The UK’s Green Investment Bank (GIB) wants to extend its remit to include the backing of onshore wind projects.
The GIB – set up by the UK government in late 2012 to help
kick-start investments in major low-carbon projects – has so far focused on offshore
wind, waste-to-energy and energy efficiency.
But the green bank now plans to extend that to backing
smaller-scale, community onshore wind projects, which have faced problems
raising finance since the country’s Co-op Bank – a major supporter of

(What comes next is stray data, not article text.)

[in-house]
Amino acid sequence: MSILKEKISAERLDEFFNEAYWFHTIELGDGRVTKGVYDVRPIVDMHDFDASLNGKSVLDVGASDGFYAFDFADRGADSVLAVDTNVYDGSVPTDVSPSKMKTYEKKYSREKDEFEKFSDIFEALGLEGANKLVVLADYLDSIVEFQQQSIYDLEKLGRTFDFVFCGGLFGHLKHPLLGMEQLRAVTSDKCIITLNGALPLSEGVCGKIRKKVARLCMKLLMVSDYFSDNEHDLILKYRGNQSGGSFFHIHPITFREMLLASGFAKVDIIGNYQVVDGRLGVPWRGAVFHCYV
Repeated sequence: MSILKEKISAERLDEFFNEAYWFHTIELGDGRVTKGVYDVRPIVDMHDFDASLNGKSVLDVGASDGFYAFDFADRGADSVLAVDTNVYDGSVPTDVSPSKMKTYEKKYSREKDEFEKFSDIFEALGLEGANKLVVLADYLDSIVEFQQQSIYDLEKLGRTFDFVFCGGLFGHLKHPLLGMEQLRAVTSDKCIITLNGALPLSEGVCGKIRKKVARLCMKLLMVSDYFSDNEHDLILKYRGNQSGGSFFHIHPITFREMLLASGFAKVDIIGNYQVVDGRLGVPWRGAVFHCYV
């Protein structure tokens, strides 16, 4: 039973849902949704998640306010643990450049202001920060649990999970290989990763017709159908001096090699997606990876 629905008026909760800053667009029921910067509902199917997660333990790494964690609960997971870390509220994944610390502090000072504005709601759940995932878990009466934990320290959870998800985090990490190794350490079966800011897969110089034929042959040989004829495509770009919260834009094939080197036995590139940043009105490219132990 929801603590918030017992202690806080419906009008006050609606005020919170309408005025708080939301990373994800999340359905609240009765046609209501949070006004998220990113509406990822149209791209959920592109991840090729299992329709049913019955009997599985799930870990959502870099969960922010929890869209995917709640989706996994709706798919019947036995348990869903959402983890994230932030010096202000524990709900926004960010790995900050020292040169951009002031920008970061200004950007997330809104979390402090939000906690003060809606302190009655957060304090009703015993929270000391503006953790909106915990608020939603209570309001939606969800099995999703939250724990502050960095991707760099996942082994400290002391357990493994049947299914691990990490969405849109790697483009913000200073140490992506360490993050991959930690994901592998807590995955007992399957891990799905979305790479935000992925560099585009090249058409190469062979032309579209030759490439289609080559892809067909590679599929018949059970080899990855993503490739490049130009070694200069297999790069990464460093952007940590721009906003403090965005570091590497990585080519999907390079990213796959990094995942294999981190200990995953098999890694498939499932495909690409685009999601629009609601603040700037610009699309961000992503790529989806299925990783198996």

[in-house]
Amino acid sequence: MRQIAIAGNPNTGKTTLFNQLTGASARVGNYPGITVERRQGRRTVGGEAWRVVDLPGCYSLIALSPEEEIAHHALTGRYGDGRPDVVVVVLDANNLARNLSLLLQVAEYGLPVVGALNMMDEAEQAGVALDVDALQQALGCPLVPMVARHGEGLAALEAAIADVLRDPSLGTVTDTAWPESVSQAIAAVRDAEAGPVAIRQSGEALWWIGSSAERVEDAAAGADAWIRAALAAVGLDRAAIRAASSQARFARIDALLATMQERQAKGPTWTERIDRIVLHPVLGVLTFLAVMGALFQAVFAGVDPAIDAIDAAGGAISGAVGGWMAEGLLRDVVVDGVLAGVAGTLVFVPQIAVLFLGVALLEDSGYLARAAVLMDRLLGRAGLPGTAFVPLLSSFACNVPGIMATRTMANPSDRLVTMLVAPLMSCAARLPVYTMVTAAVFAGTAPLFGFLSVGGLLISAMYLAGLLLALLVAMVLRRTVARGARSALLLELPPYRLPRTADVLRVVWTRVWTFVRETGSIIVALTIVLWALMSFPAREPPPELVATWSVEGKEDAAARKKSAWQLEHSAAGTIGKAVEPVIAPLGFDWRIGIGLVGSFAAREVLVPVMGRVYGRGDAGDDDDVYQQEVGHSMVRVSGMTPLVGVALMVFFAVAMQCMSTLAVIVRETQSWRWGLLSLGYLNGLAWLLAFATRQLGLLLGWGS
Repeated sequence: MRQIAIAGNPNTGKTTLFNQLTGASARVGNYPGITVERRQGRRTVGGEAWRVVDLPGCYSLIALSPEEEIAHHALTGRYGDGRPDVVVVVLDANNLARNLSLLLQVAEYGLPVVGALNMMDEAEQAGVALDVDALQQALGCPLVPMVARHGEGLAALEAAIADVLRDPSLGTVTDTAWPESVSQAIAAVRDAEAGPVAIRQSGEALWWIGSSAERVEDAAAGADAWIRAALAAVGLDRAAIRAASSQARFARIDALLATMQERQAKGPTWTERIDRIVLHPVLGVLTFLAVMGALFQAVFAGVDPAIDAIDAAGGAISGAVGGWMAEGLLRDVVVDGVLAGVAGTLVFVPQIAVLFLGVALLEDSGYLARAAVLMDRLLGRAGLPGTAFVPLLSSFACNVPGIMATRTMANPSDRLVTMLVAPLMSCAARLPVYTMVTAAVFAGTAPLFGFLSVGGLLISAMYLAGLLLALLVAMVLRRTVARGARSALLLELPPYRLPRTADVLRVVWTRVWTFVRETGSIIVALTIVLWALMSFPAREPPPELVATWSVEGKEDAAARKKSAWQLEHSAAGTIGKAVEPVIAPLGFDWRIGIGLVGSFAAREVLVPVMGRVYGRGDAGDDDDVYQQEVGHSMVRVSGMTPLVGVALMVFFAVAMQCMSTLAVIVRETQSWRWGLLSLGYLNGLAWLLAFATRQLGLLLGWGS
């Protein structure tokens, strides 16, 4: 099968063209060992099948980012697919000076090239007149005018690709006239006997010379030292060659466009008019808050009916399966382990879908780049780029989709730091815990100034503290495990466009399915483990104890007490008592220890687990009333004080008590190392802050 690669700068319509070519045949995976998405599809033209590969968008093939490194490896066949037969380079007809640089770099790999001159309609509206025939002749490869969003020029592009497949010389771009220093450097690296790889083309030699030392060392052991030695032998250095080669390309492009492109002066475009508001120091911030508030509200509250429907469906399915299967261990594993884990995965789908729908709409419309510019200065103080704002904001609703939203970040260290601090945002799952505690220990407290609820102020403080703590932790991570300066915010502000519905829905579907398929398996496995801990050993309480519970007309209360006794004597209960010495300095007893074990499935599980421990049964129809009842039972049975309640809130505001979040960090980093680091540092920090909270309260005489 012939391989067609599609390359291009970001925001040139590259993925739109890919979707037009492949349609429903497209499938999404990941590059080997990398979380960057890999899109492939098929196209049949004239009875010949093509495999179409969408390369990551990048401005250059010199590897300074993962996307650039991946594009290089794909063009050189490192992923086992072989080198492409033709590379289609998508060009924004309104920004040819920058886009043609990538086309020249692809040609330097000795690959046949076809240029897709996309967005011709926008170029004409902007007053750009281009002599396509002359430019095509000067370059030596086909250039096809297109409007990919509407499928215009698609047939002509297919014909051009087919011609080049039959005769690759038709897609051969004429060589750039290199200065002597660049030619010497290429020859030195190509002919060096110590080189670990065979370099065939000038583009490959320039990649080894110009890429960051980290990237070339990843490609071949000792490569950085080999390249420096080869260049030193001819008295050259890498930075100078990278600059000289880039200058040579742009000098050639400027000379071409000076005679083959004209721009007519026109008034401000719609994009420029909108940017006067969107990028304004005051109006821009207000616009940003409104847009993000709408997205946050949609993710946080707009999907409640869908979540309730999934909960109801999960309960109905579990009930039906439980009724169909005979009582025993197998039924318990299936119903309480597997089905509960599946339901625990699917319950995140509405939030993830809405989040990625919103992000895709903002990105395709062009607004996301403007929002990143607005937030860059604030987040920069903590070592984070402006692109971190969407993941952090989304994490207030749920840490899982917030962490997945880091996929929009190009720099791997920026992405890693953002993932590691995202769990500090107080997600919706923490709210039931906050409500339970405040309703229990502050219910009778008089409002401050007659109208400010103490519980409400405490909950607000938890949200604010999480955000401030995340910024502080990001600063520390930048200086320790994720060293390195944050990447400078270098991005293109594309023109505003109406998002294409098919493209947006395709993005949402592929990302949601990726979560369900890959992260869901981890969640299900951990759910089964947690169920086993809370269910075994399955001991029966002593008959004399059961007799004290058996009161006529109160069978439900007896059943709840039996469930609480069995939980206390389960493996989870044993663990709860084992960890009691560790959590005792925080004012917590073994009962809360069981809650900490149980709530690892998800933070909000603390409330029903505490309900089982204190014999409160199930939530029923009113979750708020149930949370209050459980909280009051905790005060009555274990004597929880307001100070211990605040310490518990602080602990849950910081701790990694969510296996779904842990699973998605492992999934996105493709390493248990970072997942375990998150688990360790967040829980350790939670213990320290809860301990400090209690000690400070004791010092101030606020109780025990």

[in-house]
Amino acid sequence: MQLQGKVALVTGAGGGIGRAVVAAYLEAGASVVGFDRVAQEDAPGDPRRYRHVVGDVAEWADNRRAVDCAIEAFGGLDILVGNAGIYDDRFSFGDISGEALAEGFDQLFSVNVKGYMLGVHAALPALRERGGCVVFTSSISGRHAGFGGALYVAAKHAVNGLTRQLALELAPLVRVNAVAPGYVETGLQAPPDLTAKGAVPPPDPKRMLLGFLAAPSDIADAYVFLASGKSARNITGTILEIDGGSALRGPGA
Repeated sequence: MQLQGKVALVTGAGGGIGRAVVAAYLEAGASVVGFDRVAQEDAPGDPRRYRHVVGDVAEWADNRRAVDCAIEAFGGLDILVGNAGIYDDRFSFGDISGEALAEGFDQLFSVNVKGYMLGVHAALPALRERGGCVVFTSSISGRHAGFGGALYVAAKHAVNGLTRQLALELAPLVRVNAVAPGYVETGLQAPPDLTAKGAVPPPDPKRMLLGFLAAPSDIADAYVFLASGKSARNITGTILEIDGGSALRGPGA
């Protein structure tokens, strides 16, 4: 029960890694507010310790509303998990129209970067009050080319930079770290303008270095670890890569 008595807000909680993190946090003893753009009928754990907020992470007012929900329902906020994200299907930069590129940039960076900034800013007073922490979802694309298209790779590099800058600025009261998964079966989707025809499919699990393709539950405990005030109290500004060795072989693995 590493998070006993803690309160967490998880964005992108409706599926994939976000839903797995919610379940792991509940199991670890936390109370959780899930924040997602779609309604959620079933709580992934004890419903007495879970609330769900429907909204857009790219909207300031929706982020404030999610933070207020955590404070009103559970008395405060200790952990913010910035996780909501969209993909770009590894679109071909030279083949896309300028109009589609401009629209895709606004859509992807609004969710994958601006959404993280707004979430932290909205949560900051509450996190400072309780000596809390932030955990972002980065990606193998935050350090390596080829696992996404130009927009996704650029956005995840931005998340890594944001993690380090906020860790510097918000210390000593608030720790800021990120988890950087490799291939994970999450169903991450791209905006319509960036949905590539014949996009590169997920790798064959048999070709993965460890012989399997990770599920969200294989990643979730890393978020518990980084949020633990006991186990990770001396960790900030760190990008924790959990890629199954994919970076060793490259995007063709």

renewables – was forced to pull in its horns last year.
The GIB has asked EU authorities to approve the remit extension,
which would need to be sanctioned under state aid rules. It will argue that a
failure of the market makes such support allowable.
The GIB was initially seeded with £3bn by the UK government
and topped up with a further £800m last year.
The GIB would expect initial investments in onshore wind and
small hydropower projects in the region of £100m.